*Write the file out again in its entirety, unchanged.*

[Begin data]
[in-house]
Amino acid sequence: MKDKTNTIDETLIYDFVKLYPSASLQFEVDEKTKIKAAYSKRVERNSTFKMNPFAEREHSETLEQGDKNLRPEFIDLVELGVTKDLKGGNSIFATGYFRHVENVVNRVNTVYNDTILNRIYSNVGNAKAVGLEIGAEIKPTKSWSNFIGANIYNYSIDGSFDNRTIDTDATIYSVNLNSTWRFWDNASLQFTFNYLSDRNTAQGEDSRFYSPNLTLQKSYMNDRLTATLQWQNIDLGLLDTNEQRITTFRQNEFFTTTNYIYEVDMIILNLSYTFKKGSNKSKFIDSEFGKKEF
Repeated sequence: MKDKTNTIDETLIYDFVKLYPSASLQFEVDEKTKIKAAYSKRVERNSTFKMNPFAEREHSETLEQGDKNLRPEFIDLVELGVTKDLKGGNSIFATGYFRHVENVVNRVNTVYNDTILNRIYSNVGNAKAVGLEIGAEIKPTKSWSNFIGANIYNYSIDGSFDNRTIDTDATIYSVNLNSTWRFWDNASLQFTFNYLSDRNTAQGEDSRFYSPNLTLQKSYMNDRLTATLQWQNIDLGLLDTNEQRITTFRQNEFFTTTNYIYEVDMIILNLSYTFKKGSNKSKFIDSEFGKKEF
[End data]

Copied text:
[in-house]
Amino acid sequence: MKDKTNTIDETLIYDFVKLYPSASLQFEVDEKTKIKAAYSKRVERNSTFKMNPFAEREHSETLEQGDKNLRPEFIDLVELGVTKDLKGGNSIFATGYFRHVENVVNRVNTVYNDTILNRIYSNVGNAKAVGLEIGAEIKPTKSWSNFIGANIYNYSIDGSFDNRTIDTDATIYSVNLNSTWRFWDNASLQFTFNYLSDRNTAQGEDSRFYSPNLTLQKSYMNDRLTATLQWQNIDLGLLDTNEQRITTFRQNEFFTTTNYIYEVDMIILNLSYTFKKGSNKSKFIDSEFGKKEF
Repeated sequence: MKDKTNTIDETLIYDFVKLYPSASLQFEVDEKTKIKAAYSKRVERNSTFKMNPFAEREHSETLEQGDKNLRPEFIDLVELGVTKDLKGGNSIFATGYFRHVENVVNRVNTVYNDTILNRIYSNVGNAKAVGLEIGAEIKPTKSWSNFIGANIYNYSIDGSFDNRTIDTDATIYSVNLNSTWRFWDNASLQFTFNYLSDRNTAQGEDSRFYSPNLTLQKSYMNDRLTATLQWQNIDLGLLDTNEQRITTFRQNEFFTTTNYIYEVDMIILNLSYTFKKGSNKSKFIDSEFGKKEF